Click on any of the below for more information:

Counting Victoria’s Koalas


In November 2020, the Commonwealth Government announced a plan to determine the  distribution and abundance of Koalas throughout their range. CSIRO is now compiling existing data to identify where the gaps are in Koala population information.

We are assisting with this project by determining who is counting Koalas, and where and how they are doing that in Victoria. This will assist us in developing a better Koala monitoring program for Victoria.

If you have information you would like to share, please contact Desley at

Conserving koalas in a complex landscape: South Gippsland’s koalas


Currently seeking expressions of interest from potential PhD candidates.

We are seeking potential PhD candidates with interests in terrestrial wildlife ecology and conservation genetics, and experience in undertaking ecological field research to undertake a project on the ecology of koalas in South Gippsland. The position is available only to domestic students. Applicants should have achieved an excellent grade (e.g., H1 or HD) in an Honours or a MSc research program and have proven skills in scientific writing. The successful candidate will be offered a 3-year PhD scholarship (~$28,000 p.a. tax free) with potential for a 6-month extension through the School of Life and Environmental Sciences. The scholarship is fully funded by Hancock Victoria Plantations (HVP) who will also provide annual operational funding and in-kind support to the project.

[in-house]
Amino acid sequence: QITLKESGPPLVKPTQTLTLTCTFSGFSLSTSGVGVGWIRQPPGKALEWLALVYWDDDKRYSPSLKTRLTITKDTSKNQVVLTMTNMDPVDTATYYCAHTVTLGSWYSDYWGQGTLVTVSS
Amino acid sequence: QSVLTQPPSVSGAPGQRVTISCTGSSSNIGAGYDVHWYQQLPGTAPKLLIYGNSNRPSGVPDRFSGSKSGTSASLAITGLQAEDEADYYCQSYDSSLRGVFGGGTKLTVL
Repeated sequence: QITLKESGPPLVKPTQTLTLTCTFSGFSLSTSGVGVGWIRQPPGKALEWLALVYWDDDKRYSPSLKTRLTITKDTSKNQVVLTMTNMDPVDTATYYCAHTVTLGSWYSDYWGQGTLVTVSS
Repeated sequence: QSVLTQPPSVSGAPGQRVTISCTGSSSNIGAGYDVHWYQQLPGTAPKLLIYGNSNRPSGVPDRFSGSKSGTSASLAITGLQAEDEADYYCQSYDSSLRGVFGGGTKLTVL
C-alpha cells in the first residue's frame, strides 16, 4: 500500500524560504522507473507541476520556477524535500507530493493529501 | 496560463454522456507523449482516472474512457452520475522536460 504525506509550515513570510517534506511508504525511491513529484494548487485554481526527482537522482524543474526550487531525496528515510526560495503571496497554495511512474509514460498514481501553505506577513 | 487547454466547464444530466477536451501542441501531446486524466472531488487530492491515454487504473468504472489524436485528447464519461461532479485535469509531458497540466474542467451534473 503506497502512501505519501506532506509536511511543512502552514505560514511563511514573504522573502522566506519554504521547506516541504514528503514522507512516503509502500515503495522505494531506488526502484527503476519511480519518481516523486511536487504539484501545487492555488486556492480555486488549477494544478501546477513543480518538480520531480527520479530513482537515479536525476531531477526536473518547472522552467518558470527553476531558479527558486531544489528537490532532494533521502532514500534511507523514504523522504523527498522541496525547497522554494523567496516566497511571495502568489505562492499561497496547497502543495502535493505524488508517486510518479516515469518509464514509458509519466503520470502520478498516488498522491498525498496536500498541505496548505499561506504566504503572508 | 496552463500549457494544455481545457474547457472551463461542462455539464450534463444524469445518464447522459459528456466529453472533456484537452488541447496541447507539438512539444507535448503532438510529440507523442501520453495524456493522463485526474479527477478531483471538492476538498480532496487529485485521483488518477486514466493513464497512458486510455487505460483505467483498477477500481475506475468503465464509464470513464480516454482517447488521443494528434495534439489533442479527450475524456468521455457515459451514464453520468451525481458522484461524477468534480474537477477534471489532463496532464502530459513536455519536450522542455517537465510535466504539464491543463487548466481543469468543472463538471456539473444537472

The PhD candidate will be supervised by Dr Desley Whisson and Dr Adam Miller. The position is based at the Melbourne (Burwood) Campus but will involve considerable field work in South Gippsland.

The Project